Ordinarily, my blogs take me a couple of days to put together before they see the light of cyberspace. This one, however, I‘ve been working on for 30 years!
30 years ago this week, I was ordained in the NY Annual Conference. Like it was yesterday, I recall how beautiful the worship service was, and how ridiculous Wesley’s Historic Questions were.
In case you’re unfamiliar with the ordination process, it’s a long and arduous journey that includes a Master’s Degree, an extensive background check, a thorough psychological exam, a presentation of a theological position paper accompanied by a spirited defense thereof, an awesome sermon, and a series of rigorous interviews with Boards and Committees comprised largely of folks who know everything.
If, by some modern Methodist miracle, a candidate successfully navigates past each of those icebergs, they are then paraded in front of their future clergy colleagues so that the Bishop can ask them Wesley’s Historical Questions.
For 29 years in a row, I’ve heard the assembled body laugh (or at least titter) at a couple of Wesley’s more “historic” queries:
Will you visit from house to house?
(I bet Adam Hamilton hasn’t kept this one!)
Are you in debt so as to embarrass you in your work?
(Been to seminary lately, Mr. Wesley?)
Will you never trifle away time; neither spend any more time at any one place than is strictly necessary?
(in other words, do not drive on I-95 or the LIE!)
If someone will second my motion, I’d like to move that we update some of Wesley’s Historical Questions to better reflect the reality of ministry in this millennium. Here are some suggestions, all of which are based on things I’ve unfortunately experienced over the last 30 years:
Would you baptize a child who is scheduled to be removed from life-support in the morning in a Children’s Hospital 200 miles away? BTW, the father isn’t Christian and the mother doesn’t speak English.
Would you serve communion to a bully who is beating his wife? Before you answer, you should know that she is kneeling right next to him, with a purple bruise surrounding her left eye.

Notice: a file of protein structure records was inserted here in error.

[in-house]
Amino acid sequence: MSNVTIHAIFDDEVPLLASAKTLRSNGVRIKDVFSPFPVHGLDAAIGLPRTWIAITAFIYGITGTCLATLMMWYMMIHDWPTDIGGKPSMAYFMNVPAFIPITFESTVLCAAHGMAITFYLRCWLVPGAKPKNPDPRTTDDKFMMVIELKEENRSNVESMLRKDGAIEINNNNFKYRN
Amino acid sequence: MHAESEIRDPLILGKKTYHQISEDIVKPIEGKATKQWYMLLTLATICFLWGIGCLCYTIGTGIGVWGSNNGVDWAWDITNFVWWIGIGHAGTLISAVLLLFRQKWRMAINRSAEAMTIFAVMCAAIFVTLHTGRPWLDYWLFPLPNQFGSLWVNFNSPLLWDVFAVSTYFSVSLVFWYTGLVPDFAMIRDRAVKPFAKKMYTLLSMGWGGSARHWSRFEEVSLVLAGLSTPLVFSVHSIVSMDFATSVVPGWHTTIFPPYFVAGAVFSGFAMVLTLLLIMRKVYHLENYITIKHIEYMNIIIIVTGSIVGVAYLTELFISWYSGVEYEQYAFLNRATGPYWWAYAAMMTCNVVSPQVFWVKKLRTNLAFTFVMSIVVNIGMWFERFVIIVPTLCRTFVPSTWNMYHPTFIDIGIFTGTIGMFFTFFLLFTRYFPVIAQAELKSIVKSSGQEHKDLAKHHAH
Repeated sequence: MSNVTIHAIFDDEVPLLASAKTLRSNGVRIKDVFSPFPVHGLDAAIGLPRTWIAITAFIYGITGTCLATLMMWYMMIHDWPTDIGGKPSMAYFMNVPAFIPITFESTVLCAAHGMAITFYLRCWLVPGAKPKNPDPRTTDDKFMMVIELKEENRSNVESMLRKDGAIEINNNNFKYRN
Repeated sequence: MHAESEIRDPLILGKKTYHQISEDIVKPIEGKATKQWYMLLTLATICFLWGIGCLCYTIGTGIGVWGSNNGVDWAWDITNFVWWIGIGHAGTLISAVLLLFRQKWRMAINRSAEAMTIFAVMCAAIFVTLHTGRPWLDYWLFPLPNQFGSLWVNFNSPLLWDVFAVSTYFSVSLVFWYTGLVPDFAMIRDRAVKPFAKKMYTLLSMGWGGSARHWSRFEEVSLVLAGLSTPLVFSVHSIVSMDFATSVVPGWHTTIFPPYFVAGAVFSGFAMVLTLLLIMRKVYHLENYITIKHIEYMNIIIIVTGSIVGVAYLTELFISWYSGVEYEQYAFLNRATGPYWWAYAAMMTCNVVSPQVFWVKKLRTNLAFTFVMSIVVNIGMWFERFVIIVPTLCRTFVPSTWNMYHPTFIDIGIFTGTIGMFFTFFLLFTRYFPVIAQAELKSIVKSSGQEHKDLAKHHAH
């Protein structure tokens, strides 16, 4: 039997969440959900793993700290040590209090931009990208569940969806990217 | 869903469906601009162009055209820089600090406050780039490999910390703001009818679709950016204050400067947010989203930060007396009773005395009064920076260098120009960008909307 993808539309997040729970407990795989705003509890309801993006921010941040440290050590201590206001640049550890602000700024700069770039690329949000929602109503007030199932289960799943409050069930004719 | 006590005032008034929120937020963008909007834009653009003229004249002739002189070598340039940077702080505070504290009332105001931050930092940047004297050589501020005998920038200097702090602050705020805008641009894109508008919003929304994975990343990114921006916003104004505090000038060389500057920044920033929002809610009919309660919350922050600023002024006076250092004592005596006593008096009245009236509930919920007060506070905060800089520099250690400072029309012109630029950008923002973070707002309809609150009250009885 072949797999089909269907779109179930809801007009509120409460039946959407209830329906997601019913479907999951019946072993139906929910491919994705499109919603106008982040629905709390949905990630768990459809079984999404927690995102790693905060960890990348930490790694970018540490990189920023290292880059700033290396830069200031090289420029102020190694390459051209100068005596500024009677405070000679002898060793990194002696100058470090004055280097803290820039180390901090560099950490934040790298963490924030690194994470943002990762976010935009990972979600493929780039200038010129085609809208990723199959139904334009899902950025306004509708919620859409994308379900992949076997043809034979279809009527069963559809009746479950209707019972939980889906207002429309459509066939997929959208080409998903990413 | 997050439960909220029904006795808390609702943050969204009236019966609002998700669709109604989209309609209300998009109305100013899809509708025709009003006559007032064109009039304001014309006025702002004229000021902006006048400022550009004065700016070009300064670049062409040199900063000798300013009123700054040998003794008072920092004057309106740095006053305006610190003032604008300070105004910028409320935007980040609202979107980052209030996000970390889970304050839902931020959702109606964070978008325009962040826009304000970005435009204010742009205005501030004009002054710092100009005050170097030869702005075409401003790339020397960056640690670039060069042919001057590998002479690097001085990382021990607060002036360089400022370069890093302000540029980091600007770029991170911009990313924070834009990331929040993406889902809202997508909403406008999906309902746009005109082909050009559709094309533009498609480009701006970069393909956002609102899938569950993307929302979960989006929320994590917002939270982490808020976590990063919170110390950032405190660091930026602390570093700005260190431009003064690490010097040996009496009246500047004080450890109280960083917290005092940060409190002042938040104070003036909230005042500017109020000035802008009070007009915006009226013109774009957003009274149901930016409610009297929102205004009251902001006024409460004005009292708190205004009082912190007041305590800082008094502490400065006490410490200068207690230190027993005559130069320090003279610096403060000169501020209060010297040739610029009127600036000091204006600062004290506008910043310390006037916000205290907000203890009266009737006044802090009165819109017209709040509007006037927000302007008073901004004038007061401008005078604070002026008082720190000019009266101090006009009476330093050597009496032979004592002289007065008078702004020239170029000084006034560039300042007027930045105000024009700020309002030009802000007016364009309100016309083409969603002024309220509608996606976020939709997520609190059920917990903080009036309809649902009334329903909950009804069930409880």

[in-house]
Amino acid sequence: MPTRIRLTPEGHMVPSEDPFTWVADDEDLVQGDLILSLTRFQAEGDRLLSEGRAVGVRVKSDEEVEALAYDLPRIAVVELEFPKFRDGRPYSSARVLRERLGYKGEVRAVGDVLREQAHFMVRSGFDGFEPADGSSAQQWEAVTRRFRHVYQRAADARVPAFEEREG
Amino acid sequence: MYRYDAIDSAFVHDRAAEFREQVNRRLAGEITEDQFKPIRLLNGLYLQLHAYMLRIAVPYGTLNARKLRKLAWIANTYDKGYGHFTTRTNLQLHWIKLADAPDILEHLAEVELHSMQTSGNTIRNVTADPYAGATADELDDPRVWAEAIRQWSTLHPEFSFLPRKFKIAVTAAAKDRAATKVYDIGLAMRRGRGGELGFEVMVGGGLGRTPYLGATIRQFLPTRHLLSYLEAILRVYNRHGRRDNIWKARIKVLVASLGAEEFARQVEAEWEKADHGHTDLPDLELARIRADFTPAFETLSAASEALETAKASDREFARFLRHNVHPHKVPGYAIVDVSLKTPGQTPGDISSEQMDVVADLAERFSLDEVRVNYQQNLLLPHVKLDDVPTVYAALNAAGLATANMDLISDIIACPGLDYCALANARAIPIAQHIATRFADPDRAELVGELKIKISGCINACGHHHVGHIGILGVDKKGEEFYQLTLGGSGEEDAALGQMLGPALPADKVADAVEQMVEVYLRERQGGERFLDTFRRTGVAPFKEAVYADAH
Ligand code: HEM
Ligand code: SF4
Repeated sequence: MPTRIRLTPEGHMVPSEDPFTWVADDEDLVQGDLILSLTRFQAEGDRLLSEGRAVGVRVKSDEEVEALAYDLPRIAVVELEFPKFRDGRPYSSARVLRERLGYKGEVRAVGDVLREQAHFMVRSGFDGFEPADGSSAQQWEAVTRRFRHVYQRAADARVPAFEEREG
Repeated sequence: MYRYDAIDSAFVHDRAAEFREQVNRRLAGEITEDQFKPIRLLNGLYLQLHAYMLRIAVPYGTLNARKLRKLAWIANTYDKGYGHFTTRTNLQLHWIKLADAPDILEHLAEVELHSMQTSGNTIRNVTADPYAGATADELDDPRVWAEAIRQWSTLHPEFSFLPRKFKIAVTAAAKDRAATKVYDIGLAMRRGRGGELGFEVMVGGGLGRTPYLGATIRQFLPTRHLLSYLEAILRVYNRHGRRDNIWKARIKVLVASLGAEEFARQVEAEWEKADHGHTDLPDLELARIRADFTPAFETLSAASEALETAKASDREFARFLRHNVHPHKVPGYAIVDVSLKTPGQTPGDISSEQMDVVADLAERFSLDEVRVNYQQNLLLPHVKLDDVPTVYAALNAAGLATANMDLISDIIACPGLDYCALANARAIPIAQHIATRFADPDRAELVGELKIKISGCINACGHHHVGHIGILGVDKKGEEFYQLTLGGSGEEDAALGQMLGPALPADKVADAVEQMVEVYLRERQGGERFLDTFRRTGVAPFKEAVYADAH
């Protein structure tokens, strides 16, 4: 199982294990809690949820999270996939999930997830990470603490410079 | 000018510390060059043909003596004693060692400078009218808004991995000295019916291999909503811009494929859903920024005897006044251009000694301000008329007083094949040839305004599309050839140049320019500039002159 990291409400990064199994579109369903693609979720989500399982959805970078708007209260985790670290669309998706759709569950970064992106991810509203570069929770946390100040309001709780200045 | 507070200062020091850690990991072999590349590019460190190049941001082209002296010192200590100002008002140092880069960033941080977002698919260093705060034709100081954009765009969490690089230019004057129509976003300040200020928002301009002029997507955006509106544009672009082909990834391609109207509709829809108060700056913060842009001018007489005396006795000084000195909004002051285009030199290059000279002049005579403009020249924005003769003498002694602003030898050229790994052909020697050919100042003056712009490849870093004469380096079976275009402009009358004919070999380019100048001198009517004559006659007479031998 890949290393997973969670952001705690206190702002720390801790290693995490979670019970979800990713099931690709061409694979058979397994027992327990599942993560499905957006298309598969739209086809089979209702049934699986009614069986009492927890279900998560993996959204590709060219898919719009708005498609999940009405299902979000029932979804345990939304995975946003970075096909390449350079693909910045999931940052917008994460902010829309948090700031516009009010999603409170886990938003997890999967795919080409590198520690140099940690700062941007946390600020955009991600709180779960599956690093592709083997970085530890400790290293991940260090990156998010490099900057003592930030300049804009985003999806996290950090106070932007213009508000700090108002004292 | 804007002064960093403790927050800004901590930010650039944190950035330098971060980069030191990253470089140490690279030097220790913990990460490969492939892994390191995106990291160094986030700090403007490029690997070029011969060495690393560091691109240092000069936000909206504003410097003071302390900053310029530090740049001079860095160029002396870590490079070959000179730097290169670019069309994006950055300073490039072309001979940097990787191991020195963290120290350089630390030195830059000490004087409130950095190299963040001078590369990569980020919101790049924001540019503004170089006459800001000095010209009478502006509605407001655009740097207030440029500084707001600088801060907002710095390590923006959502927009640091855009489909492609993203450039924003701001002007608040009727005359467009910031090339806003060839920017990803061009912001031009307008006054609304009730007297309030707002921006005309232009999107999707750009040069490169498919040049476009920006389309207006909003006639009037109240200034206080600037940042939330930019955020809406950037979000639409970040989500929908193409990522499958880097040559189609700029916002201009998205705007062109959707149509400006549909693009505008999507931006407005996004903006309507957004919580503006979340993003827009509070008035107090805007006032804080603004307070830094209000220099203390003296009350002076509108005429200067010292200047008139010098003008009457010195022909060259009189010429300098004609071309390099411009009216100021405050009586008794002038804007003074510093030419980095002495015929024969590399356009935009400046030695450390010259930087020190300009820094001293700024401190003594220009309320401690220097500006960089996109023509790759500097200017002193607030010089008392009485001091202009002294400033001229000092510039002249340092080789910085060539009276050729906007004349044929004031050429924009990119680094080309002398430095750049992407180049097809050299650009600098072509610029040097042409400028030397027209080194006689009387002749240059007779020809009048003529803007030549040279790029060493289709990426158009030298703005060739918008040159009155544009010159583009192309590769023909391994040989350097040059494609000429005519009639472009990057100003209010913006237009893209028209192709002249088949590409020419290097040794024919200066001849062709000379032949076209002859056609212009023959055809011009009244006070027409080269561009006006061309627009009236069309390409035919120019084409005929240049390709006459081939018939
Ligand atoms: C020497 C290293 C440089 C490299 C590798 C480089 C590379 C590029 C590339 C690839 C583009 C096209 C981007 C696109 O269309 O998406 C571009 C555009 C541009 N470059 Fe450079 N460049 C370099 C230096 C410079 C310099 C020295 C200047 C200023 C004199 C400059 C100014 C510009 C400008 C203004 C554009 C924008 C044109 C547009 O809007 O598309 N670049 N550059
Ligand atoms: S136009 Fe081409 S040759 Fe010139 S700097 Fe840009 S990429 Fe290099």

What would you do if you were the newly appointed pastor to a church where a Sexaholics Anonymous meeting was taking place every Wednesday afternoon in a room next to your church’s pre-school?
What would you do if the choir at your church sounded absolutely awful?
What would you do if the bride at an outdoor wedding insisted on having her male dog walk her down the aisle, only to have him stop and spray every single chair within “spitting” distance?
What would you do if you caught the teenager of an SPRC member cheating on his/her Confirmation Class final exam?
What would you do if you saw one of your Trustees going through the garbage can outside your parsonage?
What would you do if you opened a letter addressed to you at the church, asking in letters cut out from a bunch of different magazines so as to be untraceable, “Do you know where your children are? ALL of them?”? Included in the letter was the missing picture of your entire Sunday School that used to be pinned to the bulletin board in the Education Building.
What would you do if your much-beloved predecessor left the parsonage uninhabitable?
Tough questions all.
Nonetheless, if the Bishop asked me at tomorrow’s clergy session, “Ken, knowing now what you didn’t know then about ministry, would you still assent to being ordained?”, I would answer thusly:
“There’s no question about it!”